- South African consumers are feeling the pressure at the pumps and supermarkets as the price of fuel, food, and electricity rises.
- And while inflation grows, take-home pay stagnates, with many South Africans using credit cards and personal loans to supplement the erosion.
- That's pushing more South Africans deeper into debt, with levels of unsecured borrowing being "unsustainably high".
- For more stories go to www.BusinessInsider.co.za.
South Africa's rising inflation rates and stagnant incomes have created the perfect storm for surging debt as more consumers turn to credit cards and personal loans to make it through the month.
The economic fallout from the Covid-19 pandemic is still being felt by consumers. South Africa's unemployment rate has risen to record highs, and for most of those who've managed to keep their jobs or find new ones during two years of widespread retrenchments, salaries have been cut, unchanged, or in the best-case scenario, matched with rising inflation rates.
As fears of a global recession mount and Russia's conflict with Ukraine shocks commodity prices, consumers have already begun to feel the pain at petrol pumps and supermarkets. The cost of fuel, food, and electricity is soaring, with credit rating agency Moody's predicting that inflation will rise to 8% in South Africa this year, far above the Reserve Bank's (SARB) target band.
These rising costs of living and stagnant salaries are pushing more South Africans into debt as they attempt to supplement the shortfall in their monthly budgets, predominantly in the form of risky unsecured debt. The picture over a six-year period looks grim for South Africa's consumers.
"Nominal incomes were slightly lower than 2016 levels, however, when cumulative inflation growth of 31% is factored in for the same six-year period, disposable incomes shrank by 31% over this period," said DebtBusters of consumers who applied for debt counselling in Q1 2022.
"This means consumers are feeling like they are taking home 31% less today in real terms than they did in 2016."
Real take-home pay in South Africa, as monitored by the monthly BankservAfrica Take-home Pay Index (BTPI), dropped sharply in March 2022.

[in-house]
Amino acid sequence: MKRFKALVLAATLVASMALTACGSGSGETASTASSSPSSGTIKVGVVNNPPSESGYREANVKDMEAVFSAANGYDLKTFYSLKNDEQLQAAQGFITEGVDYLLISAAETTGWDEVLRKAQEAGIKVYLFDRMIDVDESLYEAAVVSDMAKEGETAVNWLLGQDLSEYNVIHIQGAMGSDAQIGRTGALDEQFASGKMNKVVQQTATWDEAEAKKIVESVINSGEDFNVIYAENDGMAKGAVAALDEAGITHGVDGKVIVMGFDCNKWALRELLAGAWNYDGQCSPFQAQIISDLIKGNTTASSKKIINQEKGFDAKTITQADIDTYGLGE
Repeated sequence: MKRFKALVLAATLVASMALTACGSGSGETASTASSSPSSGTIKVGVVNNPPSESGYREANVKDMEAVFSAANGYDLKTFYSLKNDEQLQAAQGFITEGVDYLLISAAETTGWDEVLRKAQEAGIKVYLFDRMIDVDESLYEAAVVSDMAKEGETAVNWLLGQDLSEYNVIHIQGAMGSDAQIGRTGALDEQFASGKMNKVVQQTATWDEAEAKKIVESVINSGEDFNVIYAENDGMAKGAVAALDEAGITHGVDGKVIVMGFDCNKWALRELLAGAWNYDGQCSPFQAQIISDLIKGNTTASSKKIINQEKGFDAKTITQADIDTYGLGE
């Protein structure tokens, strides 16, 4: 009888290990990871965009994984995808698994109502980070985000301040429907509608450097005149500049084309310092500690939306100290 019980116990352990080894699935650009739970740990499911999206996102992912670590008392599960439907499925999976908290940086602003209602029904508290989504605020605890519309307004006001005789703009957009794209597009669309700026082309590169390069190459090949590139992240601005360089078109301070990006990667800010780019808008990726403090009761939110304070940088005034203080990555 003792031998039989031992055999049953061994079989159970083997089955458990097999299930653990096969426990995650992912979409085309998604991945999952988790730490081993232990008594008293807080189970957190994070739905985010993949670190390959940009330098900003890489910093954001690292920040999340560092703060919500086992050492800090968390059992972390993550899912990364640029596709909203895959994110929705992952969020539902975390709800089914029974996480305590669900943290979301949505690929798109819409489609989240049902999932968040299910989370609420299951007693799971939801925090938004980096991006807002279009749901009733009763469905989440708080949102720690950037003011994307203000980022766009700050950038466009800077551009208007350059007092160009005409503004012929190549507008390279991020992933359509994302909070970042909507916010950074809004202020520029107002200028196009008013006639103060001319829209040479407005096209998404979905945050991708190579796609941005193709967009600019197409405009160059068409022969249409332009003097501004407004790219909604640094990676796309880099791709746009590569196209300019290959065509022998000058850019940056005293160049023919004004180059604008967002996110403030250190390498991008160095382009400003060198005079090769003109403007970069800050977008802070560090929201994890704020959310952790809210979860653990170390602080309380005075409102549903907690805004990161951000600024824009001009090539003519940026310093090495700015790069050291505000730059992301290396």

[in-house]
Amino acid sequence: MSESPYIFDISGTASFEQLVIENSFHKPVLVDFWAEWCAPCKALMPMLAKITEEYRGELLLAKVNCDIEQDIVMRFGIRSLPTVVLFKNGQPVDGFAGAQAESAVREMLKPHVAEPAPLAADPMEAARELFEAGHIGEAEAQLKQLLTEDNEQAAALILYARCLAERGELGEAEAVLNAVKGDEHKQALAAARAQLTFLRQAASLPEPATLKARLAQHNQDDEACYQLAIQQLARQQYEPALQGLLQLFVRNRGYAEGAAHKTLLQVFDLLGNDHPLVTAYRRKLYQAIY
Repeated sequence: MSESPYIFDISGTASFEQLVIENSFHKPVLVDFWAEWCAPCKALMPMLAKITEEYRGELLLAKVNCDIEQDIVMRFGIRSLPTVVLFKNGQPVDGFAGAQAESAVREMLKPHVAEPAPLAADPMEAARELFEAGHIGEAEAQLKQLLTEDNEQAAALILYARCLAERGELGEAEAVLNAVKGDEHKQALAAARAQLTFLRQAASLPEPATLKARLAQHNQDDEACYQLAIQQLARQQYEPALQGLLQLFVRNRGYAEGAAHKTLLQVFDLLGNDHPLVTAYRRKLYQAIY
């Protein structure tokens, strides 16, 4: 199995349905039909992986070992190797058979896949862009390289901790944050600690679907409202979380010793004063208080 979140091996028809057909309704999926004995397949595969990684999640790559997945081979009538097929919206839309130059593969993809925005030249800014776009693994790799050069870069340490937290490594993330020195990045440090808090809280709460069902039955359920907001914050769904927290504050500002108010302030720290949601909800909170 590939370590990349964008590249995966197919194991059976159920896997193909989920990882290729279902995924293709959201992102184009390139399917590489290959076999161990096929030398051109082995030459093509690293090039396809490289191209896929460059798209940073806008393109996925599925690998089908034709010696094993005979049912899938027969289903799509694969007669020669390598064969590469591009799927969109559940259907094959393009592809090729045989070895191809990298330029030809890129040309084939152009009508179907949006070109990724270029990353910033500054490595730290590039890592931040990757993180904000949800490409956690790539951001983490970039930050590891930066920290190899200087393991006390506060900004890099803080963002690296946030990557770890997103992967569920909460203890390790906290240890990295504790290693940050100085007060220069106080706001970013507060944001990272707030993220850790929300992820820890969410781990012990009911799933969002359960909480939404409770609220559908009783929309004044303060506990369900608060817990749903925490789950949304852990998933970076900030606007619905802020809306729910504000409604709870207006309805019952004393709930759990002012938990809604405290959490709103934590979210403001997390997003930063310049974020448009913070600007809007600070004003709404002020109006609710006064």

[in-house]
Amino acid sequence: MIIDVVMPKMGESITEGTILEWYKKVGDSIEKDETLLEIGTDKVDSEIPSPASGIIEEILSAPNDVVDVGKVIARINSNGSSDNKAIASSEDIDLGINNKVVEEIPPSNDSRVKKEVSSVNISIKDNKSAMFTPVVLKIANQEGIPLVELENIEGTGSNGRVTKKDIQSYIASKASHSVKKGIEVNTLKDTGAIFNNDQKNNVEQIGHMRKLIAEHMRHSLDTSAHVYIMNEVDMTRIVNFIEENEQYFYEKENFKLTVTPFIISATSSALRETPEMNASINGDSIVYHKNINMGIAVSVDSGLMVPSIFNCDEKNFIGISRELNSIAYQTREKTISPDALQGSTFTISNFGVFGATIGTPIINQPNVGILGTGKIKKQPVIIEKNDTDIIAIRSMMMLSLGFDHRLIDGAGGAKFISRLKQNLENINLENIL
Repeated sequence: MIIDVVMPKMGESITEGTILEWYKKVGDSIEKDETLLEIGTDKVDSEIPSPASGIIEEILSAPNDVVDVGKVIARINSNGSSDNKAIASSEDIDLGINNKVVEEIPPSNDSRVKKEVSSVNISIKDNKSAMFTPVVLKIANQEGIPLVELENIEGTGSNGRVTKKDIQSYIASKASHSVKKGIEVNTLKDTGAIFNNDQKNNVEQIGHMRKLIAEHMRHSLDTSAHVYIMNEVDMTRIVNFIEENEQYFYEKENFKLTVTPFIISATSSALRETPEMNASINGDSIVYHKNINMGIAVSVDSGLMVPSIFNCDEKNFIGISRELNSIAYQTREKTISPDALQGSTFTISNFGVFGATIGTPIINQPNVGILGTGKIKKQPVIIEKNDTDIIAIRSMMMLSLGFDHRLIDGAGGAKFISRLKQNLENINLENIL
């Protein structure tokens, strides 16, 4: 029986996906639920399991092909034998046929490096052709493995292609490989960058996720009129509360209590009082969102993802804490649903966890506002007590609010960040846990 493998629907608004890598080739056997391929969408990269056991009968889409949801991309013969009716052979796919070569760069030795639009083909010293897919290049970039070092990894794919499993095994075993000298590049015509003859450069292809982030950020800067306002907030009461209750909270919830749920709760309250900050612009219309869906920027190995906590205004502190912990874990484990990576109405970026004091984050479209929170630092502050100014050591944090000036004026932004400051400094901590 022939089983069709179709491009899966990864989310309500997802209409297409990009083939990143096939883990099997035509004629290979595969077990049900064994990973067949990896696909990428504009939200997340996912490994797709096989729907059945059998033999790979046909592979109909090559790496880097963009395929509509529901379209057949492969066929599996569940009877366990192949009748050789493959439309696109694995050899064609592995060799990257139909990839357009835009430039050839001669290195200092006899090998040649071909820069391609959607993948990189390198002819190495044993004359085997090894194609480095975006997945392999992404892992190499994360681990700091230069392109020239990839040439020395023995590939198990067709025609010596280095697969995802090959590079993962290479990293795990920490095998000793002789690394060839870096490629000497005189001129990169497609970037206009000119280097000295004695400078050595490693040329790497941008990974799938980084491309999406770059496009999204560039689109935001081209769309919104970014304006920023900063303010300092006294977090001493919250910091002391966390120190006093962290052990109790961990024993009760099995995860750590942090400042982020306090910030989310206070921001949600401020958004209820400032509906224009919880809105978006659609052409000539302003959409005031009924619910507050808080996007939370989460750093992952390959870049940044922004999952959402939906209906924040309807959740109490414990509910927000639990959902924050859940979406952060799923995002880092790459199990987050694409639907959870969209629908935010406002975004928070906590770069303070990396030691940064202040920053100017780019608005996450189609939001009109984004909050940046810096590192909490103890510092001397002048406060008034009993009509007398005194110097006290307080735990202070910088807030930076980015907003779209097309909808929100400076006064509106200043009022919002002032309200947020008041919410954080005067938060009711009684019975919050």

"The average real salary was R14,969 in March, falling below the R15 000 mark seen in the previous months," says Shergeran Naidoo, BankservAfrica's head of stakeholder engagements.
"The real BTPI annual decline of 5.6% is one of the biggest annual falls on record."
Although salaries have declined, Shergeran noted that more people are being paid compared to last year.
Debt exposure has increased for South Africans across almost all income groups but is particularly dire for those earning more than R20,000 a month. Consumers in this income bracket, who've applied for debt counselling, now have a debt-to-income ratio of 150%, the highest ever recorded in a first-quarter report by DebtBusters.
Additionally, unsecured debt levels for high earners have increased by 54% since 2016, compared to an average rise of 20% among consumers. This level of unsecured borrowing is "unsustainably high", according to Benay Sager, head of DebtBusters.
For consumers in the lowest income bracket, earning less than R5,000 a month, the debt exposure to net income ratio has increased from 56% in 2016 to almost 80% in 2022.
"This a direct result of erosion of net income [take home pay], consumers need to supplement this erosion with unsecured credit," explained Sager, adding that debt counselling queries had jumped by 32% compared to the same period in 2021.
"As interest rates start to rise and inflation increases, consumers should do everything they can to reduce the cost of credit and protect their assets."